Area residents marched in Winona as part of the March for Our Lives national event.
by BEN MCLEOD
On Saturday, March 24, hundreds of Winonans met at the Winona Senior High School and marched to draw attention to gun violence in American schools. Buses arrived carrying local marchers who had travelled to the statewide protest at the Minnesota Capitol. Winonans marched east on Sarnia Street to the bandshell in Lake Park. At the bandshell they were met by hundreds more, who had been listening to local parent Jerry Windley-Daoust read aloud the names of all those killed by school shootings since 1999. At the conclusion of the reading, Windley-Daoust pointed out that they were only naming the fatalities. If he had read the names of everyone injured in school shootings in the same time period, they would have needed much more time, he said.
Winona Senior High School junior Tova Strange spoke to the crowd on Saturday. And while some speakers expressed anger, many tried to focus on a message of cooperation. "This is such an important time for us as community members to stand together despite our differences," said Strange. "People debate on the news and in Facebook comments until suddenly everyone forgets about the issue. Then none of us do anything about it."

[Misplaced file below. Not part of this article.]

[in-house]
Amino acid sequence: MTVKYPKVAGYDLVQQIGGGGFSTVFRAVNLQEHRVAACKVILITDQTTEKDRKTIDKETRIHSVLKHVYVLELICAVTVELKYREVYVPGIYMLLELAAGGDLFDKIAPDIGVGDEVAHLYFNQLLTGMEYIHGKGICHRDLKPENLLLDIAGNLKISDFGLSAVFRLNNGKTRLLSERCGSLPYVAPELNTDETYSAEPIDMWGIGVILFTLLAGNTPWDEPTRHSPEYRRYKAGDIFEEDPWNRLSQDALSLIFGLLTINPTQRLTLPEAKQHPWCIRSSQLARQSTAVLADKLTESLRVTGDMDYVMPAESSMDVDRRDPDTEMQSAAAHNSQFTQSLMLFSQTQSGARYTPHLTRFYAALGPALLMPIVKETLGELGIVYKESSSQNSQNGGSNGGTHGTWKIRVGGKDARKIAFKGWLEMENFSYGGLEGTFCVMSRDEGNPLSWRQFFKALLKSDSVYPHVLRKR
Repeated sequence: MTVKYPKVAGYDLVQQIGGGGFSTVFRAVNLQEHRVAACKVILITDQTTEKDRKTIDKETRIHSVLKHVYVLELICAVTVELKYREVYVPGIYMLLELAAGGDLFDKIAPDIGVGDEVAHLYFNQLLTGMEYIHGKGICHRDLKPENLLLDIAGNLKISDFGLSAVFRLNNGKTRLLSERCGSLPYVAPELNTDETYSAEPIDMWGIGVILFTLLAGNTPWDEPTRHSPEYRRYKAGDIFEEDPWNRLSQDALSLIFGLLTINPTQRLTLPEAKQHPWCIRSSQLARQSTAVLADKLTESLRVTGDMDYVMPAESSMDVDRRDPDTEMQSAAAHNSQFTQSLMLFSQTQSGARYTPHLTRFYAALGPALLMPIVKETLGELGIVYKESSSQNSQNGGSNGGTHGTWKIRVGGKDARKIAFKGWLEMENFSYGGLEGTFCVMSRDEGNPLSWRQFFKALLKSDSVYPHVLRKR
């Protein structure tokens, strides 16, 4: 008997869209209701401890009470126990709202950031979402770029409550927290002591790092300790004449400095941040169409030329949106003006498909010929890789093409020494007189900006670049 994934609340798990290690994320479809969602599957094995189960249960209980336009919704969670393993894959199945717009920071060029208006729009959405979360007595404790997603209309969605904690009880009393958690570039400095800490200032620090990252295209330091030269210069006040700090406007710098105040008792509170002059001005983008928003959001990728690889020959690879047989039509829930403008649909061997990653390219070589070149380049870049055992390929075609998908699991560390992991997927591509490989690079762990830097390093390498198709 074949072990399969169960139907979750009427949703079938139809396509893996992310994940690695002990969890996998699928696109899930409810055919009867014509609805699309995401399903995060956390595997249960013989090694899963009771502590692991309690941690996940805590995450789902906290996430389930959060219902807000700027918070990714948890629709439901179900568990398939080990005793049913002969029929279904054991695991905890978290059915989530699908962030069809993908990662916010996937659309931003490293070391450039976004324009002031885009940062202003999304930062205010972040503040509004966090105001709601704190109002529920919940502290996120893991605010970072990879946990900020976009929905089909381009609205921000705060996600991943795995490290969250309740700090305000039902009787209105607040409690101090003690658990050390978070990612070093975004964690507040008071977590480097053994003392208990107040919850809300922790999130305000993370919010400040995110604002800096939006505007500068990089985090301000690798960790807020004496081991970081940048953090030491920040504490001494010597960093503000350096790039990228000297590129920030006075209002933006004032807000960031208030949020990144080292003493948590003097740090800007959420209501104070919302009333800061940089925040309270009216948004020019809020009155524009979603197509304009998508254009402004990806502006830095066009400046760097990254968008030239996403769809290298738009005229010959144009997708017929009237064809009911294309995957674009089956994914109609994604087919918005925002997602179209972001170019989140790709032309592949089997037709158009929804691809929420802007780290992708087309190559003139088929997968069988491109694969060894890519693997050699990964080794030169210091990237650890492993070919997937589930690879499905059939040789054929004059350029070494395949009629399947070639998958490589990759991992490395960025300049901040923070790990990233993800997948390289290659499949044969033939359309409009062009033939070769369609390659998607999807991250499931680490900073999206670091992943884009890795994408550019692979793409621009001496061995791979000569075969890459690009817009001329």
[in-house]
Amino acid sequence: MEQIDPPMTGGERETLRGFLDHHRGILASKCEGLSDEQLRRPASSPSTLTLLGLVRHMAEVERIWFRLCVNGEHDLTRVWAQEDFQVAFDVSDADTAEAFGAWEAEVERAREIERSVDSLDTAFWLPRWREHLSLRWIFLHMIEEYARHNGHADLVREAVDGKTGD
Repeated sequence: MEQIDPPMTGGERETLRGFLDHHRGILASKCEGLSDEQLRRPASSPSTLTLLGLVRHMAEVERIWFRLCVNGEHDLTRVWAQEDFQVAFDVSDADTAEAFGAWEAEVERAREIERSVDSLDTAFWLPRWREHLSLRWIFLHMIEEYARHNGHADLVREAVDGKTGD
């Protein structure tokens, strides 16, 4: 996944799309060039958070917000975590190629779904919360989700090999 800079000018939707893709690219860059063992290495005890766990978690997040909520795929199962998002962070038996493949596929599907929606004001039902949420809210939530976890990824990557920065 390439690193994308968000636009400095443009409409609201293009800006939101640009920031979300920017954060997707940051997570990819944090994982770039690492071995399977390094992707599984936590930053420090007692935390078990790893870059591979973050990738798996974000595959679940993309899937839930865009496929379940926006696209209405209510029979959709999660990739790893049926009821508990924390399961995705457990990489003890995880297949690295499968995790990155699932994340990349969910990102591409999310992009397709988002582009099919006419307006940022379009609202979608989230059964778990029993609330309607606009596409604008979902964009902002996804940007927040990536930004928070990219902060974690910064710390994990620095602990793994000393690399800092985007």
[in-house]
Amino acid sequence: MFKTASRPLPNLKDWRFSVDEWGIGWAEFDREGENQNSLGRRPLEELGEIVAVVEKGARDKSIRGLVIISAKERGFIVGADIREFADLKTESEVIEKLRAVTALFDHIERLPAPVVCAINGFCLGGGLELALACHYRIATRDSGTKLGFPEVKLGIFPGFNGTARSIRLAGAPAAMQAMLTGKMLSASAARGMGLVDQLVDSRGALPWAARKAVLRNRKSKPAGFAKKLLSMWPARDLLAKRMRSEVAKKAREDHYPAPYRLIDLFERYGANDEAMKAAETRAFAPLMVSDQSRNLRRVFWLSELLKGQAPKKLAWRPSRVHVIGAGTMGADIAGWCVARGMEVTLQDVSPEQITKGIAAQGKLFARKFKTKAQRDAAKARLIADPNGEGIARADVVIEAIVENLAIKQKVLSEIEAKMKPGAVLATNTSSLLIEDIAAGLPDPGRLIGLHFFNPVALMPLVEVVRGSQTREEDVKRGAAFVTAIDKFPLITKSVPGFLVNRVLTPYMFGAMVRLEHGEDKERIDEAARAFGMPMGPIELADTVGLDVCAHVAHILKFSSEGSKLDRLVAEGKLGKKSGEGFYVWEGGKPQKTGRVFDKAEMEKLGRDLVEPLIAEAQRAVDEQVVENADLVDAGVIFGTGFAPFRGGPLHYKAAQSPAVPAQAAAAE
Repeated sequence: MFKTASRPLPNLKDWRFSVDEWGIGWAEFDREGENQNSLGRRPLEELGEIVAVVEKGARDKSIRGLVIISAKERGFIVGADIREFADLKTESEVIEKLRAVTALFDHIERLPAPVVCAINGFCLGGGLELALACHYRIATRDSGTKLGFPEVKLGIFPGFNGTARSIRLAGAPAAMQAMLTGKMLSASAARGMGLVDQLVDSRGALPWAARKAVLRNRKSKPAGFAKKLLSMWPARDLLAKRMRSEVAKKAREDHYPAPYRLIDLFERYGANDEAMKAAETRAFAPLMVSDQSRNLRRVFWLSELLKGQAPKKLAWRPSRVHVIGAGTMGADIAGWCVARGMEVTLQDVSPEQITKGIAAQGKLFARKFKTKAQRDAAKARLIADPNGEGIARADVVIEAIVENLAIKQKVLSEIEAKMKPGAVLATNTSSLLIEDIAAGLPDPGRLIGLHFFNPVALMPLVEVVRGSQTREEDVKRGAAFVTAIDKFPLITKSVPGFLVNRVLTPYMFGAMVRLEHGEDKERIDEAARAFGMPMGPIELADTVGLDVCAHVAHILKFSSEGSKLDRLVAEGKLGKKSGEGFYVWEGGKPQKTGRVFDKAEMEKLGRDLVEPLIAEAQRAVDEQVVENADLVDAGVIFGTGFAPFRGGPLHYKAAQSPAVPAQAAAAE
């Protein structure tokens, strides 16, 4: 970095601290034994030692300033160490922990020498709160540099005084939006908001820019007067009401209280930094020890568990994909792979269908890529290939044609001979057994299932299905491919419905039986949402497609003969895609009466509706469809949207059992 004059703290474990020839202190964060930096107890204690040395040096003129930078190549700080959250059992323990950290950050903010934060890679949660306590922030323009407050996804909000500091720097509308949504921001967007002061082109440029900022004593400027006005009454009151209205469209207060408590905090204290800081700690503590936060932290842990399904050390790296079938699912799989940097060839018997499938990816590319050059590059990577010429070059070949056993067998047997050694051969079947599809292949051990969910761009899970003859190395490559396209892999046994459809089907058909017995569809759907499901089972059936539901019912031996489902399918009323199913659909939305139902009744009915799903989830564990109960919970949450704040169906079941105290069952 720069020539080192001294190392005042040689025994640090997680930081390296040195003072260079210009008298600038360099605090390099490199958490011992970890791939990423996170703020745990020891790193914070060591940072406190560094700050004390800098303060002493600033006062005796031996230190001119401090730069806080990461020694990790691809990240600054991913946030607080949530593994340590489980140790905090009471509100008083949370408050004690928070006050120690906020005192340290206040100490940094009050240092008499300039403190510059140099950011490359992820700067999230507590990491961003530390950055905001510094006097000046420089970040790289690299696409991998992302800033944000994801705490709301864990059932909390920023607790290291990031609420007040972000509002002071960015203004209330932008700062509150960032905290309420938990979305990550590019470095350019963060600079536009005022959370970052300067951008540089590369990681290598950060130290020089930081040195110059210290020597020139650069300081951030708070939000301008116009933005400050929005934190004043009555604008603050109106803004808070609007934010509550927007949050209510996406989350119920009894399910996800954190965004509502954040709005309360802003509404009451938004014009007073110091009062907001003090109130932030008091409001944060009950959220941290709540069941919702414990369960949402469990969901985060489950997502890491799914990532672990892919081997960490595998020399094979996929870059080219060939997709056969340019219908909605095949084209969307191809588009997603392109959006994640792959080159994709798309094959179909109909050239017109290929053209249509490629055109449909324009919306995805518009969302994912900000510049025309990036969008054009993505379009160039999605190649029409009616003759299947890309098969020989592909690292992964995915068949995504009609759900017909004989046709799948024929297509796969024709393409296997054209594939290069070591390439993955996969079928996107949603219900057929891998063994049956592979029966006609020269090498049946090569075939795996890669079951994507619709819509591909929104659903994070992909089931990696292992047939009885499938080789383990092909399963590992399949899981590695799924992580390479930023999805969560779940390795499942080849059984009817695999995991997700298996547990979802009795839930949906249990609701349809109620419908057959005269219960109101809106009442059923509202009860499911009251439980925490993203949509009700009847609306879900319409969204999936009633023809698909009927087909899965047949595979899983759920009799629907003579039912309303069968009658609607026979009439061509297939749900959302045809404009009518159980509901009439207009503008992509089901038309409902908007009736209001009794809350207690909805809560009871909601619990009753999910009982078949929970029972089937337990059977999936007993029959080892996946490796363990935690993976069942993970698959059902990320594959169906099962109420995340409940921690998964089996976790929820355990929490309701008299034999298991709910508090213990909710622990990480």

Windley-Daoust said that he decided to get involved when his own children started to describe to him the active shooter training they were receiving in school. "I mean, we're talking about kids practicing hiding and being perfectly silent, or throwing objects at an intruder," he said, "or literally moving heavy furniture in front of a door to barricade it. It's just not ok that our kids are now spending real time at school practicing how to avoid being hunted down and killed." He continued, "You know that if people who are on the other side of this issue are our neighbors, not our enemies, and that if we really want to make America a safer place for the next generation, we're going to have to have difficult but respectful conversations. I mean, right now it's way easier to get a gun than it is to get a driver's license," he said.
Tova Strange said, "This cannot be where the conversation ends, but where it begins," she insisted. "We, as students and community members, have a responsibility to take action, to ask our government how many people have to die for something to change?"
No counter-protesters were evident. The crowd was made up of adults and children, grandparents and college students. Four police reservists volunteered their time to supervise the event.